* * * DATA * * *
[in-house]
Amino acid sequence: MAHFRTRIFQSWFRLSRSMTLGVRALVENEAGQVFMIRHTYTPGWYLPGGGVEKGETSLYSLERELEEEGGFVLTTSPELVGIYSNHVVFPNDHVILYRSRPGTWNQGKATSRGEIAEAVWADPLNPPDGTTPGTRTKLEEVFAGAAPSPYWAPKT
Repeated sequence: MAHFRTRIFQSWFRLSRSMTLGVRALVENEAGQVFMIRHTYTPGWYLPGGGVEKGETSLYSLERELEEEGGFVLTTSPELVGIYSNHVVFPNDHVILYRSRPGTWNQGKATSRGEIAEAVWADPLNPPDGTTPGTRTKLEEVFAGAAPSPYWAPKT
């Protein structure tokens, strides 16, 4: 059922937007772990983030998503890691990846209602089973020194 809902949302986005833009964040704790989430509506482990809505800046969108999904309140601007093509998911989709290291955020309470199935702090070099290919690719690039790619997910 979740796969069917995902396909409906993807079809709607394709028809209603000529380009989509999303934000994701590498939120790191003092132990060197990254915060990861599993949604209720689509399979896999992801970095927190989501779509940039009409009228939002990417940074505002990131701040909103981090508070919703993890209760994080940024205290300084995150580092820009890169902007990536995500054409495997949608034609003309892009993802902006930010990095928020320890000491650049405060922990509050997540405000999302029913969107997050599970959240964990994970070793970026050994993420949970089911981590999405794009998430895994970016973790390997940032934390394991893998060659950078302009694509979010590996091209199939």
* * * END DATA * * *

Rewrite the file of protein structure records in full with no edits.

[in-house]
Amino acid sequence: MAHFRTRIFQSWFRLSRSMTLGVRALVENEAGQVFMIRHTYTPGWYLPGGGVEKGETSLYSLERELEEEGGFVLTTSPELVGIYSNHVVFPNDHVILYRSRPGTWNQGKATSRGEIAEAVWADPLNPPDGTTPGTRTKLEEVFAGAAPSPYWAPKT
Repeated sequence: MAHFRTRIFQSWFRLSRSMTLGVRALVENEAGQVFMIRHTYTPGWYLPGGGVEKGETSLYSLERELEEEGGFVLTTSPELVGIYSNHVVFPNDHVILYRSRPGTWNQGKATSRGEIAEAVWADPLNPPDGTTPGTRTKLEEVFAGAAPSPYWAPKT
């Protein structure tokens, strides 16, 4: 059922937007772990983030998503890691990846209602089973020194 809902949302986005833009964040704790989430509506482990809505800046969108999904309140601007093509998911989709290291955020309470199935702090070099290919690719690039790619997910 979740796969069917995902396909409906993807079809709607394709028809209603000529380009989509999303934000994701590498939120790191003092132990060197990254915060990861599993949604209720689509399979896999992801970095927190989501779509940039009409009228939002990417940074505002990131701040909103981090508070919703993890209760994080940024205290300084995150580092820009890169902007990536995500054409495997949608034609003309892009993802902006930010990095928020320890000491650049405060922990509050997540405000999302029913969107997050599970959240964990994970070793970026050994993420949970089911981590999405794009998430895994970016973790390997940032934390394991893998060659950078302009694509979010590996091209199939």